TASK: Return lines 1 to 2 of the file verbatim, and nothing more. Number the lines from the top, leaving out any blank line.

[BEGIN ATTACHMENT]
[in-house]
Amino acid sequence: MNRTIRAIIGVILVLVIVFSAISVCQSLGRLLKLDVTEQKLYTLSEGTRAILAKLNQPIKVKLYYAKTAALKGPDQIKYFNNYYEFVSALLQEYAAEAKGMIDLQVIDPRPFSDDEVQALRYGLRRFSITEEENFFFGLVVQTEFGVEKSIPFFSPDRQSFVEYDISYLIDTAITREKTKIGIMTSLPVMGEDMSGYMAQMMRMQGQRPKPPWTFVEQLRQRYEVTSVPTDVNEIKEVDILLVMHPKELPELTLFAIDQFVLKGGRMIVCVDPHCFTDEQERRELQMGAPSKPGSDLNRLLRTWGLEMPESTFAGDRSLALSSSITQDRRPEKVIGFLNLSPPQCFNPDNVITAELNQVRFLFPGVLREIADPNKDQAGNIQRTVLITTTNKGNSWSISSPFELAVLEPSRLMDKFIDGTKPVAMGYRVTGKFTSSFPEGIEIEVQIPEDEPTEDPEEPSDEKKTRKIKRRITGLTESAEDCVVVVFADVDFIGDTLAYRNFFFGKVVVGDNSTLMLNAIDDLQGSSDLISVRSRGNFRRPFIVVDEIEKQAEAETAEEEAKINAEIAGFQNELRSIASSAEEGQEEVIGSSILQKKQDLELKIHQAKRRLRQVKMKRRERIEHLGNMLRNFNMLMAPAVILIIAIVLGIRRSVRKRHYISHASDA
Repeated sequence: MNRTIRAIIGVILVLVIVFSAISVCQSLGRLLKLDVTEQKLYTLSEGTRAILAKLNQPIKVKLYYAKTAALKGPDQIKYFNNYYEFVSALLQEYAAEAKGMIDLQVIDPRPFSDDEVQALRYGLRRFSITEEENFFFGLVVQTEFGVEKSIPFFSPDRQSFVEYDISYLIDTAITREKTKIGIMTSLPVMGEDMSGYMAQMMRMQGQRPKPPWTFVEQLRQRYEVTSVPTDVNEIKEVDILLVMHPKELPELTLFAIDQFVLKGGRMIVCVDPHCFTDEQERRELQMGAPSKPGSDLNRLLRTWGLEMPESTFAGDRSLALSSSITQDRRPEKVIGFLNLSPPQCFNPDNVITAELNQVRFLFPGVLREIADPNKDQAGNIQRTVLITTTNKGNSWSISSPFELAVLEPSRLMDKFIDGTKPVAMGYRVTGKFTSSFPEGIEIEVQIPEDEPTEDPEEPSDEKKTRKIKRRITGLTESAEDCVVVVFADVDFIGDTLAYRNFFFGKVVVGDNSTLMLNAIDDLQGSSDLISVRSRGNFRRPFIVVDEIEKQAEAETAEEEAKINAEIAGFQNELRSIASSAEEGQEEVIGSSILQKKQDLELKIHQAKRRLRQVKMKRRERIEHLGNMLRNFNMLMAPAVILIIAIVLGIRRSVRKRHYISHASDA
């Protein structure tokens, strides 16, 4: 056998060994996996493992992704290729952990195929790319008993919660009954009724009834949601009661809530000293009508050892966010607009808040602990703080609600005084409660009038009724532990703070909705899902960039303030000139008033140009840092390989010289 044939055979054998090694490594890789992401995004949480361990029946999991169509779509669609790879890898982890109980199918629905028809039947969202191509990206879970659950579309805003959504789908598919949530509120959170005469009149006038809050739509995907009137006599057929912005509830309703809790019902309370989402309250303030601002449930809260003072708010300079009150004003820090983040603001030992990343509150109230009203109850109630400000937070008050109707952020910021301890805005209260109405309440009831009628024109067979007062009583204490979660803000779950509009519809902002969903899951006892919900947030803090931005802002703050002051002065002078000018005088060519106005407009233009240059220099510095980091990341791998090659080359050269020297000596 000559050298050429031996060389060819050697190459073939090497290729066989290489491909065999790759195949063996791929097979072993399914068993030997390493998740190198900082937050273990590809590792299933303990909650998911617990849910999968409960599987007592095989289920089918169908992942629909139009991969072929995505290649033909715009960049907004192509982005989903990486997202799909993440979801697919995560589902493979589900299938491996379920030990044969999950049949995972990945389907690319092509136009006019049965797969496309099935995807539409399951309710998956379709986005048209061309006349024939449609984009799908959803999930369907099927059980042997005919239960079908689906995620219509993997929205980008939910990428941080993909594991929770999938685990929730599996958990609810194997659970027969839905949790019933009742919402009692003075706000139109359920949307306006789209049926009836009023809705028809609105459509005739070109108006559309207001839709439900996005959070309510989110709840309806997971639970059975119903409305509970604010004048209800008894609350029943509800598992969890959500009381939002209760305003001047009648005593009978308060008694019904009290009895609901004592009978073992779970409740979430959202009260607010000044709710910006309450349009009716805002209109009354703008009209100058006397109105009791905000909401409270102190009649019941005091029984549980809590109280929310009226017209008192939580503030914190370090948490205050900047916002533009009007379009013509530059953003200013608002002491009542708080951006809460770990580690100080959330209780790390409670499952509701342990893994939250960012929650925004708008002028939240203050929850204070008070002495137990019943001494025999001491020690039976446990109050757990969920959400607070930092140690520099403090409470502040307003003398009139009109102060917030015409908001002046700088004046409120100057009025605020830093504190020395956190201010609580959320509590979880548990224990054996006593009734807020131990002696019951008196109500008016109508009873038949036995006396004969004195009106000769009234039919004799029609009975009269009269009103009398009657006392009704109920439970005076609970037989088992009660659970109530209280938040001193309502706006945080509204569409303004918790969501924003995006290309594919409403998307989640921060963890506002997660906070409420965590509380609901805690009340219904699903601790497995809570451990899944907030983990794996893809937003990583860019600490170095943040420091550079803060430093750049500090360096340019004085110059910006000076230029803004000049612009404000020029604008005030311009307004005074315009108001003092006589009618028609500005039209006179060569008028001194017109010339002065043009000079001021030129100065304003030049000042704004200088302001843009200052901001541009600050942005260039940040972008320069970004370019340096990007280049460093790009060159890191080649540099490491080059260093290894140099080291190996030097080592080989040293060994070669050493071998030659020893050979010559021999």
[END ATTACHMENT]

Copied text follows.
[in-house]
Amino acid sequence: MNRTIRAIIGVILVLVIVFSAISVCQSLGRLLKLDVTEQKLYTLSEGTRAILAKLNQPIKVKLYYAKTAALKGPDQIKYFNNYYEFVSALLQEYAAEAKGMIDLQVIDPRPFSDDEVQALRYGLRRFSITEEENFFFGLVVQTEFGVEKSIPFFSPDRQSFVEYDISYLIDTAITREKTKIGIMTSLPVMGEDMSGYMAQMMRMQGQRPKPPWTFVEQLRQRYEVTSVPTDVNEIKEVDILLVMHPKELPELTLFAIDQFVLKGGRMIVCVDPHCFTDEQERRELQMGAPSKPGSDLNRLLRTWGLEMPESTFAGDRSLALSSSITQDRRPEKVIGFLNLSPPQCFNPDNVITAELNQVRFLFPGVLREIADPNKDQAGNIQRTVLITTTNKGNSWSISSPFELAVLEPSRLMDKFIDGTKPVAMGYRVTGKFTSSFPEGIEIEVQIPEDEPTEDPEEPSDEKKTRKIKRRITGLTESAEDCVVVVFADVDFIGDTLAYRNFFFGKVVVGDNSTLMLNAIDDLQGSSDLISVRSRGNFRRPFIVVDEIEKQAEAETAEEEAKINAEIAGFQNELRSIASSAEEGQEEVIGSSILQKKQDLELKIHQAKRRLRQVKMKRRERIEHLGNMLRNFNMLMAPAVILIIAIVLGIRRSVRKRHYISHASDA